6. I had a broken laptop that was given to me and after it sat there gathering dust for a long time I decided to take the LCD apart since I had nothing to lose if nothing came of it. Once I exposed the LCD panel, I was pleasantly surprised to find a datasheet online with electrical, timing specs, even a pinout for the LCD panel, a QD15TL02 type which is a 15" panel with 1280x800 pixel native resolution. The panel requires about 10V (5W) for the CCFL inverter and 3.3V (1.4W) for the logic, you can see below a 3.3V linear regulator I found in my junkbox bolted to a heatsink which I'm using currently do bring up the LCD panel. Additionally the panel is driven with four LVDS differential pairs, three for data and one for clock. Currently I have all the signals soldered to a small perfboard with a header that plugs into wing slots BH and AL. The reason I chose these slots is because I need differential signal pins and no single wing alone provides these. Eventually I plan to make a small circuit board with a switch mode regulator that will fit in the corner seen in the picture above (the three screw holes). The PCB will have a barrel connector for power, a small pot for adjusting the brightness and a HDMI connector for the signals. Below is an eagle board I submitted to Batchpcb the other day. The LCD panel is not HDMI capable but the HDMI connector is ubiquitous and ideally suited for passing the high frequency data signals required. On the right hand side above is a Pap wing with an HDMI connector which I plan to use to connect to the LCD panel but by reprogramming the FPGA to talk TMDS, that wing should be able to be used with any proper HDMI sink. I can't wait to use that wing to try out Mike's Dvid_test on my HDMI monitor. The ground planes in the picture above have not been rendered for clarity. I've already received the components from Digikey (in less than 2 days no less) but Batchpcb has been having issues for the last few days and I only just today managed to buy my design, now a few weeks waiting for boards to turn up A This post has been promoted to an article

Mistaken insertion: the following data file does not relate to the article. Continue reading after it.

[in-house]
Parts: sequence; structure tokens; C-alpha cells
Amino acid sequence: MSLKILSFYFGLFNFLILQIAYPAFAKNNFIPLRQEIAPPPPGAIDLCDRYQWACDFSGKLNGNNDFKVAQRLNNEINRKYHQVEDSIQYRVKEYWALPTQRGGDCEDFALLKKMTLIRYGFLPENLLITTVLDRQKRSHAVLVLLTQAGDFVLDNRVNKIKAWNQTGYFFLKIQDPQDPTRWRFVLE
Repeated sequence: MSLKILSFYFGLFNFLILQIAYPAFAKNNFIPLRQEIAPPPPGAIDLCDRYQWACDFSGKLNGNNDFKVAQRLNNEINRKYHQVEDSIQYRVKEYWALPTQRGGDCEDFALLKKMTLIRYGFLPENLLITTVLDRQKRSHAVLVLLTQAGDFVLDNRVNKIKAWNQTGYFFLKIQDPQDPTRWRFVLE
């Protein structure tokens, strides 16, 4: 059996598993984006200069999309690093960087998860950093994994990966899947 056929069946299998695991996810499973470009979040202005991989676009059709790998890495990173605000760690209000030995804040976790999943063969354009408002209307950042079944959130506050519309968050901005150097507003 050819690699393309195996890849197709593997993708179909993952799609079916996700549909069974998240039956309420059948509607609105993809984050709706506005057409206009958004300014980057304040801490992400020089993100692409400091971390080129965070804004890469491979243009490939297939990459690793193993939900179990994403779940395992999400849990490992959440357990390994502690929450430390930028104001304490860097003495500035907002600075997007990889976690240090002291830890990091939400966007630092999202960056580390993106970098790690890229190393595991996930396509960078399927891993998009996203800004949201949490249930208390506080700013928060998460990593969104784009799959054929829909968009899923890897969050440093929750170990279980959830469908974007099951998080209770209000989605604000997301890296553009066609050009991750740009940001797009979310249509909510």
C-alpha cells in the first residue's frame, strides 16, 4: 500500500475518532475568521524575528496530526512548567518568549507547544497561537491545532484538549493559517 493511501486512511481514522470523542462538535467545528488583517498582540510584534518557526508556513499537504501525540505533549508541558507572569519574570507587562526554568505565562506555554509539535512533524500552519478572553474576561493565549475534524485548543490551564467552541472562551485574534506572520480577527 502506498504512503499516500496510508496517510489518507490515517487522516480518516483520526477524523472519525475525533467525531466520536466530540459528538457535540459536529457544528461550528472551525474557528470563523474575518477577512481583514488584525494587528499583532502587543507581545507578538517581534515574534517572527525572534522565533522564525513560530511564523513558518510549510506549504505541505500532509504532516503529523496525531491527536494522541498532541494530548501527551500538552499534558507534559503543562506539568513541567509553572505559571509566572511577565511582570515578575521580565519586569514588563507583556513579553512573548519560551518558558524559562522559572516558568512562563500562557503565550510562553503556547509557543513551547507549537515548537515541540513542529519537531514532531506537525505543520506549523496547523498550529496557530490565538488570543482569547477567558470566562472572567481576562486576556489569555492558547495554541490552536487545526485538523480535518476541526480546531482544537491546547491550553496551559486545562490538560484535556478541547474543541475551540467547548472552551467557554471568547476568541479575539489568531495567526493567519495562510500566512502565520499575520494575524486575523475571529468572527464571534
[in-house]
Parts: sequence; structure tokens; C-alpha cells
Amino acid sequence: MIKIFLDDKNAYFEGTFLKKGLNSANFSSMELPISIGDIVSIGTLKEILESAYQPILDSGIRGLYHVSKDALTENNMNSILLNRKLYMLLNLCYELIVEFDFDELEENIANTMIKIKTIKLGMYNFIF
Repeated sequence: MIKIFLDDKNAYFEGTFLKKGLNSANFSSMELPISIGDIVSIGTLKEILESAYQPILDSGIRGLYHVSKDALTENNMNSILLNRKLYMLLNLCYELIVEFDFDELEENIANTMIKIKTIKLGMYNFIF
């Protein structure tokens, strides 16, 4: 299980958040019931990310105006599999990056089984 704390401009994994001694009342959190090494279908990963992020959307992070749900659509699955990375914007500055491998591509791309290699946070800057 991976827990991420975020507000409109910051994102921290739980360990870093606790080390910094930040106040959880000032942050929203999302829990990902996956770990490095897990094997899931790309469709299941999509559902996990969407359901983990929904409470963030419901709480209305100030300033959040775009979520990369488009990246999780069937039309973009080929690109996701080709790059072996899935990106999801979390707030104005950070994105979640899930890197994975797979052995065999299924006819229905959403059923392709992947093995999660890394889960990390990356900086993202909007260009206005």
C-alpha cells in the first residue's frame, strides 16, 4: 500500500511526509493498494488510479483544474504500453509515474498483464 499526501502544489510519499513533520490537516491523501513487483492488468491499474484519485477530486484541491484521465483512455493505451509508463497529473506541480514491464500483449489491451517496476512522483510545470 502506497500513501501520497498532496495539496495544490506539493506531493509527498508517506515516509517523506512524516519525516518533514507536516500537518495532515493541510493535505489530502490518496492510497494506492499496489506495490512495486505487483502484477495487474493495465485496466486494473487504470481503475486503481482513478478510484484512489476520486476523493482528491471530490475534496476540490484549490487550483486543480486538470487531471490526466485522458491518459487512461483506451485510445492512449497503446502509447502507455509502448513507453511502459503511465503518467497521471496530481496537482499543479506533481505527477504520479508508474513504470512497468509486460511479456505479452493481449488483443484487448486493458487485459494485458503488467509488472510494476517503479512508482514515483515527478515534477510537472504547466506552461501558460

7. alex